Are you sure you know why physical activity is so important?

    Everyone is aware that physical inactivity is a major health concern but, do you know that through the right type of exercise you can prevent or treat at least 35 chronic conditions? In 2007 the American College of Sports Medicine officially declared an important statement: ‘Exercise is medicine’. Moreover, health-enhancing physical activity (HEPA) is important in today’s world not only in view of improving health and wellbeing but also for its economic values. For example, a lifestyle intervention involving 150 minutes of weekly PA was scientifically shown to be significantly more effective than the administration of metformin.

    Possibilities of further career development in exercise prescription

    Exercise prescription, that is, being qualified to professionally recommend the right type of exercise for health does not stop on a one-to-one basis. Do you think you are qualified to: (a) conduct research on PA interventions, and (b) develop, implement and evaluate community or population programmes involving PA strategies? Unfortunately, many wide-scale programmes that are implemented undergo no evaluation to determine how they have worked or what their effects may be. Have you ever imagined the possibility of attending a tertiary course which would be designed to: (a) give you the ability to design a project for the generation of new knowledge and be able to publish it internationally, or (b) train you on how to evaluate wide-scale interventions and how to apply strategies to sustain their continuities?


    A glimpse of the proposed programme of studies

    Intended for:

    The programme of studies is aimed at a wide and diverse cohort of students wishing to pursue any careers in HEPA sectors mainly: exercise prescription; health promotion (policies and practice); general health and fitness industry; and to further their studies (e.g. PhD). It can also serve as an adjunct to enrich one’s knowledge of his / her established profession or career. Examples include: medical practitioners; pharmacists; nurses; physiotherapists; nutritionists; public health specialists; sport medicine specialists; sport psychologists; teachers of physical education (PE); coaches; gym instructors; and personal trainers. Fitness and sport enthusiasts are also encouraged to apply.

    Duration:

    Three years part-time leading to an M.Sc in PA as an effective therapy, with postgrad certificate and postgrad diploma exit routes after the first and second years respectively.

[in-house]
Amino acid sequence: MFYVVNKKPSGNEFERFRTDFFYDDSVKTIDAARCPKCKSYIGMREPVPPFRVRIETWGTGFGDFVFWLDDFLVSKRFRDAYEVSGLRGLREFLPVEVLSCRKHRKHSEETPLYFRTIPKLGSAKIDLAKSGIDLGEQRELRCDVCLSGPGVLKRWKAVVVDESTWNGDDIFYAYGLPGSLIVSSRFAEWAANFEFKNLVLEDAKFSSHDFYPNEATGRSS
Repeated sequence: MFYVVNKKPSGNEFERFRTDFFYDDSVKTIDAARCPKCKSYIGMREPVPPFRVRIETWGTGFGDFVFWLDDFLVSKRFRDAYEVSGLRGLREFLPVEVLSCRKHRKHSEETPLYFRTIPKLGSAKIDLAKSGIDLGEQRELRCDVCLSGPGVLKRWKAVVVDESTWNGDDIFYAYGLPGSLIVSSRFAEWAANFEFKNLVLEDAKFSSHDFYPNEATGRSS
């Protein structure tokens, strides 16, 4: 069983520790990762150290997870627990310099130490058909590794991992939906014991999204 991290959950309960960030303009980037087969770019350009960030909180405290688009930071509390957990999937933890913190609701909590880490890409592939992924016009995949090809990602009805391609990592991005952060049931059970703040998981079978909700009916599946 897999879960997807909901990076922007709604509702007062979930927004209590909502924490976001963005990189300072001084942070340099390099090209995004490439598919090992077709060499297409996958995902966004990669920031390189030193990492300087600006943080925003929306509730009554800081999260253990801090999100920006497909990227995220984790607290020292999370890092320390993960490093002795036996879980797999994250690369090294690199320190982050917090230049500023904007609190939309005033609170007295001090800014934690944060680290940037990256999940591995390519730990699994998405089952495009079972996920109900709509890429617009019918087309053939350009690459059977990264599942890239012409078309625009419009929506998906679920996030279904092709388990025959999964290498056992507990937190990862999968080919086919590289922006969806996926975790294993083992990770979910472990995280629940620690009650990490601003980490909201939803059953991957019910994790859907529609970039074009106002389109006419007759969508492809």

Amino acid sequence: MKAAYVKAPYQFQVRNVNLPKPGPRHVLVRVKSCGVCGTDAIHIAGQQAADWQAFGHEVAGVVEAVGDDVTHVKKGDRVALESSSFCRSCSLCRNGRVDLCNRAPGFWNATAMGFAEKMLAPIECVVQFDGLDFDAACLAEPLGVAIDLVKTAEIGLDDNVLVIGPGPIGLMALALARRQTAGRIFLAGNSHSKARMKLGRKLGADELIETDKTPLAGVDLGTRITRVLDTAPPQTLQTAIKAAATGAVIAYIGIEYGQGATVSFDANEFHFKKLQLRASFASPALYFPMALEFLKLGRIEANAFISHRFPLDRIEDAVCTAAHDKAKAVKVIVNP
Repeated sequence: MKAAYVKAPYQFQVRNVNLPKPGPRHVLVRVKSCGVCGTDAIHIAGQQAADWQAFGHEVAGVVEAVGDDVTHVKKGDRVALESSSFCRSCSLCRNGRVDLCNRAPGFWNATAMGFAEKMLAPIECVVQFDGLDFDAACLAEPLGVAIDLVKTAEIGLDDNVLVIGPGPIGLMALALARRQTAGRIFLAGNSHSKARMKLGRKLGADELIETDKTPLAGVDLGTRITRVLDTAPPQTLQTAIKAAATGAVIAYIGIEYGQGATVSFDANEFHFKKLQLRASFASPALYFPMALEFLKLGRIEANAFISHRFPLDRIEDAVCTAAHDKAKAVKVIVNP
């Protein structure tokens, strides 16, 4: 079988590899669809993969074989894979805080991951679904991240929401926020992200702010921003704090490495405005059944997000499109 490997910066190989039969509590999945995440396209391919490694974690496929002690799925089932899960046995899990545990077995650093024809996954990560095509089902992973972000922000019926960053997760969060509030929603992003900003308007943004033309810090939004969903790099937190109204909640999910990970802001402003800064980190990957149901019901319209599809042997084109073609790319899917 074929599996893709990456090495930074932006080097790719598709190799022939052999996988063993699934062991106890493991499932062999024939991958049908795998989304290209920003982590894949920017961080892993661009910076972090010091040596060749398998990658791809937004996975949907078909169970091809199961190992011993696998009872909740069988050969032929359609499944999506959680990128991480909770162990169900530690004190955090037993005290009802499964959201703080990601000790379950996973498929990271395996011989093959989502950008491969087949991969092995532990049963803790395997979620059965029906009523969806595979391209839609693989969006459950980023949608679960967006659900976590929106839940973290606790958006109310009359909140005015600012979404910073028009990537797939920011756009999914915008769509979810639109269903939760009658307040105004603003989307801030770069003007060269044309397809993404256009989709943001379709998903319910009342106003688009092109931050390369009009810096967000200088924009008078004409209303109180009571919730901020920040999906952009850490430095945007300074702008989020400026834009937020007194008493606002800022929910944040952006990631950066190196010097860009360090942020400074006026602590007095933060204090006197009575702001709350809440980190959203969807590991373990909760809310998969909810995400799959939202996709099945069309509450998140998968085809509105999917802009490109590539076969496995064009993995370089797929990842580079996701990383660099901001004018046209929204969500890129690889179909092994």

Mode of delivery:

    Seventy per cent will be delivered online and the rest of the thought units will be offered on a once weekly two-hour evening basis starting at 18.00hrs.

    Admission criteria:

    You should provide evidence of higher educational qualification(s) - normally, a diploma or a degree related to health and / or PA / sport. An award in PE is also ideal. Mature students without these basic qualifications would be required to present evidence of experience related to PA and health.

    Mode of assessment:

    Units will be assessed through the submission of coursework. These will vary from short assessments to long essays. If you would like to progress at Masters’ level, a traditional dissertation or paper in the format for journal publication and a final presentation (in the form of slides or poster) of your research findings will have to be undertaken.

    Round-up

    Unlike other under- and postgrad courses which only cover a fraction from the whole science of HEPA, this comprehensive programme of studies would lead to a specialization specifically on TPA. For careers in promotion, prescription and research of PA, the proposed programme of studies is a must.

    Important notice

    All the above information is subject to change and would eventually have to be approved by the Programme Validation Committee of the University of Malta. Needless to say, your feedback in the next two questions is extremely important.

    Yours in health & exercise,

    Charles Micallef B.Pharm (Hons), M.Sc PAPH (Staff)                                                8th August 2017

    The two questions hereunder.

    1. In view of the above information, would you be interested in applying for this particular postgrad course leading to a specialisation in physical activity with respect to health, that is, a qualification that gives you the right to prescribe exercise for health, even at population levels?

    Yes or No: 

    1. What would you change from or suggest to what is being proposed?

    Please state your name & surname:

    Your current job / profession:

    Please save your changes and forward your reply to Charles Micallef on: This email address is being protected from spambots. You need JavaScript enabled to view it.

    Your cooperation is greatly appreciated.


    [1] In order to professionally recommend exercise for health, you may need to be registered in the appropriate regulatory board and be in possession of a warrant to operate with the respective titles.

    University of Malta

    Written on August 19, 2017
  • Take up the Creative Challenge and win with Servier!

    servier challenge

     

    Interested in helping us explain to patients the pathophysiology of Chronic Venous Disease whilst also learning more about it  yourself? Join the group by clicking the link below for further info!

    Written on April 27, 2017 Read more...

Links

Join

Connect with other Medical Professionals on fb in a closed facebook group

Login

Template Settings

Theme Colors

Cyan Red Green Oranges Teal

Layout

Wide Boxed Framed Rounded
Patterns for Layour: Boxed, Framed, Rounded
Top
We use cookies to improve our website. By continuing to use this website, you are giving consent to cookies being used. More details…